Levin B, Lieberman DA, McFarland B, et al. Screening and surveillance for the early detection of colorectal cancer and adenomatous polyps, 2008: a joint guideline from the American Cancer Society, the US Multi-Society Task Force on Colorectal Cancer, and the American College of Radiology. CA Cancer J Clin. 2008;58:130–160.PubMedCrossRefGoogle Scholar
  3. 3.
    Rex DK. Colonoscopic withdrawal technique is associated with adenoma miss rates. Gastrointest Endosc. 2000;51:33–36.PubMedCrossRefGoogle Scholar
  4. 4.
    Harewood GC, Sharma VK, de Garmo P. Impact of colonoscopy preparation quality on detection of suspected colonic neoplasia. Gastrointest Endosc. 2003;58:76–79.PubMedCrossRefGoogle Scholar
  5. 5.
    Rex DK, Petrini JL, Baron TH, et al. Quality indicators for colonoscopy. Am J Gastroenterol. 2006;101:873–885.PubMedGoogle Scholar
  6. 6.
    Barclay RL, Vicari JJ, Doughty AS, et al. Colonoscopic withdrawal times and adenoma detection during screening colonoscopy. N Engl J Med. 2006;355:2533–2541.PubMedCrossRefGoogle Scholar
  7. 7.
    Lai EJ, Calderwood AH, Doros G, et al. The Boston bowel preparation scale: a valid and reliable instrument for colonoscopy-oriented research. Gastrointest Endosc. 2009;69:620–625.PubMedCrossRefGoogle Scholar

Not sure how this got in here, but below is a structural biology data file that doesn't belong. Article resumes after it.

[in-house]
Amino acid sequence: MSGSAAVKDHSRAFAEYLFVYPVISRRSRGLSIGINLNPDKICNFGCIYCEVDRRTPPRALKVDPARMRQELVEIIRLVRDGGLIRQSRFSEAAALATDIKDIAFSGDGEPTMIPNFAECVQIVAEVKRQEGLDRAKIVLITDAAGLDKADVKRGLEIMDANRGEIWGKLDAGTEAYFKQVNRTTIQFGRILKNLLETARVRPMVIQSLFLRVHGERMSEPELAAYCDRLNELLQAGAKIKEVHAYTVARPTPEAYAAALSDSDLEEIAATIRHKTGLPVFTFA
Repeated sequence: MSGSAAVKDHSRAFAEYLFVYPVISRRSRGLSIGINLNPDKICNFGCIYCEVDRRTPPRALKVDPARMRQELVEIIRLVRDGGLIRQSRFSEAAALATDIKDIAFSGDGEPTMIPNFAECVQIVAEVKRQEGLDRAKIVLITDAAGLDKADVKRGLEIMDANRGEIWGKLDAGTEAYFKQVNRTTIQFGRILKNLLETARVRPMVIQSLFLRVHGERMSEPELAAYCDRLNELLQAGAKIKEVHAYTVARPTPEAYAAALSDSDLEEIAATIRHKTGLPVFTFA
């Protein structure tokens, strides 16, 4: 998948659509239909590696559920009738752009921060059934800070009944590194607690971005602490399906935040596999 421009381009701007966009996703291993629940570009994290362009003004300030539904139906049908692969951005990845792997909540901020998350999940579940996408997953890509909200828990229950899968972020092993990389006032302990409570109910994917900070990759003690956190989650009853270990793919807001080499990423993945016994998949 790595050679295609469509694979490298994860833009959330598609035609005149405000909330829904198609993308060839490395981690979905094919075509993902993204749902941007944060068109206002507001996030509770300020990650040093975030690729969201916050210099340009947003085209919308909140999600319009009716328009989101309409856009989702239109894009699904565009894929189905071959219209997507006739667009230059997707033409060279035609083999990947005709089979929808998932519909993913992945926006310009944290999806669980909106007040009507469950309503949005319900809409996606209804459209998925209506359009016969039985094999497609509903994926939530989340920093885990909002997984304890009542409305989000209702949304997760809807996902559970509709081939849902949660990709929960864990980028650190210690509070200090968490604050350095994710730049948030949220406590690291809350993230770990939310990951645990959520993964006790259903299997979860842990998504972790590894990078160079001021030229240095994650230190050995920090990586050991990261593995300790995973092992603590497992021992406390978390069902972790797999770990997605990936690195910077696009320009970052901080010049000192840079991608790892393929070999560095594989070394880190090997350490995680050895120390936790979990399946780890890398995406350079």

8. 8.
    Sung HY, Cheung DY, Cho SH, et al. Polyps in the gastrointestinal tract: discrepancy between endoscopic forceps and resected specimens. Eur J Gastroenterol Hepatol. 2009;21:190–195.PubMedCrossRefGoogle Scholar
  9. 9.
    Singh N, Harrison M, Rex DK. A survey of colonoscopic polypectomy practices among clinical gastroenterologists. Gastrointest Endosc. 2004;60:414–418.PubMedCrossRefGoogle Scholar
  10. 10.
    Kimmey MB, Silverstein FE, Saunders DR, Haggitt RC. Endoscopic bipolar forceps: a potential treatment for the diminutive polyp. Gastrointest Endosc. 1988;34:38–41.PubMedCrossRefGoogle Scholar
  11. 11.
    Vanagunas A, Jacob P, Vakil N. Adequacy of “hot biopsy” for the treatment of diminutive polyps: a prospective randomized trial. Am J Gastroenterol. 1989;84:383–385.PubMedGoogle Scholar
  12. 12.
    Efthymiou M, Taylor ACF, Desmond PV, et al. Biopsy forceps is inadequate for the resection of diminutive polyps. Endoscopy. 2011;43:312–316.PubMedCrossRefGoogle Scholar
  13. 13.